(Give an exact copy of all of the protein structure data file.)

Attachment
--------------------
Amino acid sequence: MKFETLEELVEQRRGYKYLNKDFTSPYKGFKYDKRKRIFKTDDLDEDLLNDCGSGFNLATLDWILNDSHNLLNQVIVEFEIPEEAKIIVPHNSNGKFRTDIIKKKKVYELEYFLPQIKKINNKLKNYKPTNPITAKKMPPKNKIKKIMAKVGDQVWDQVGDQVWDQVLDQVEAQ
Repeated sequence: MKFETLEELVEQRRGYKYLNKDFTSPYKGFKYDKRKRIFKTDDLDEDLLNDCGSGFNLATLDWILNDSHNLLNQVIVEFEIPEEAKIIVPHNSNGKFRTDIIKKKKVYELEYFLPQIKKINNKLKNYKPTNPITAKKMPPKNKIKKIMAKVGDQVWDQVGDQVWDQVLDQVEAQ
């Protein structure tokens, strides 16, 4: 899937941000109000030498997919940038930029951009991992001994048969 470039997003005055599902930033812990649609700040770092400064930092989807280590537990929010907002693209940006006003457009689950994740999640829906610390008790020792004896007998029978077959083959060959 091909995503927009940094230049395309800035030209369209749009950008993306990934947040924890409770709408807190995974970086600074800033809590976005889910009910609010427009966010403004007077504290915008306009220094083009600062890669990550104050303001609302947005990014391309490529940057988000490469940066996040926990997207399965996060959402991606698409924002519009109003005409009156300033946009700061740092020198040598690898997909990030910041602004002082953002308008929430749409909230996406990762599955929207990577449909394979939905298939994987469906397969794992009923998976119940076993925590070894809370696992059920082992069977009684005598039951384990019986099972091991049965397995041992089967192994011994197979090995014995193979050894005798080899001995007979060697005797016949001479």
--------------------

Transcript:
Amino acid sequence: MKFETLEELVEQRRGYKYLNKDFTSPYKGFKYDKRKRIFKTDDLDEDLLNDCGSGFNLATLDWILNDSHNLLNQVIVEFEIPEEAKIIVPHNSNGKFRTDIIKKKKVYELEYFLPQIKKINNKLKNYKPTNPITAKKMPPKNKIKKIMAKVGDQVWDQVGDQVWDQVLDQVEAQ
Repeated sequence: MKFETLEELVEQRRGYKYLNKDFTSPYKGFKYDKRKRIFKTDDLDEDLLNDCGSGFNLATLDWILNDSHNLLNQVIVEFEIPEEAKIIVPHNSNGKFRTDIIKKKKVYELEYFLPQIKKINNKLKNYKPTNPITAKKMPPKNKIKKIMAKVGDQVWDQVGDQVWDQVLDQVEAQ
């Protein structure tokens, strides 16, 4: 899937941000109000030498997919940038930029951009991992001994048969 470039997003005055599902930033812990649609700040770092400064930092989807280590537990929010907002693209940006006003457009689950994740999640829906610390008790020792004896007998029978077959083959060959 091909995503927009940094230049395309800035030209369209749009950008993306990934947040924890409770709408807190995974970086600074800033809590976005889910009910609010427009966010403004007077504290915008306009220094083009600062890669990550104050303001609302947005990014391309490529940057988000490469940066996040926990997207399965996060959402991606698409924002519009109003005409009156300033946009700061740092020198040598690898997909990030910041602004002082953002308008929430749409909230996406990762599955929207990577449909394979939905298939994987469906397969794992009923998976119940076993925590070894809370696992059920082992069977009684005598039951384990019986099972091991049965397995041992089967192994011994197979090995014995193979050894005798080899001995007979060697005797016949001479």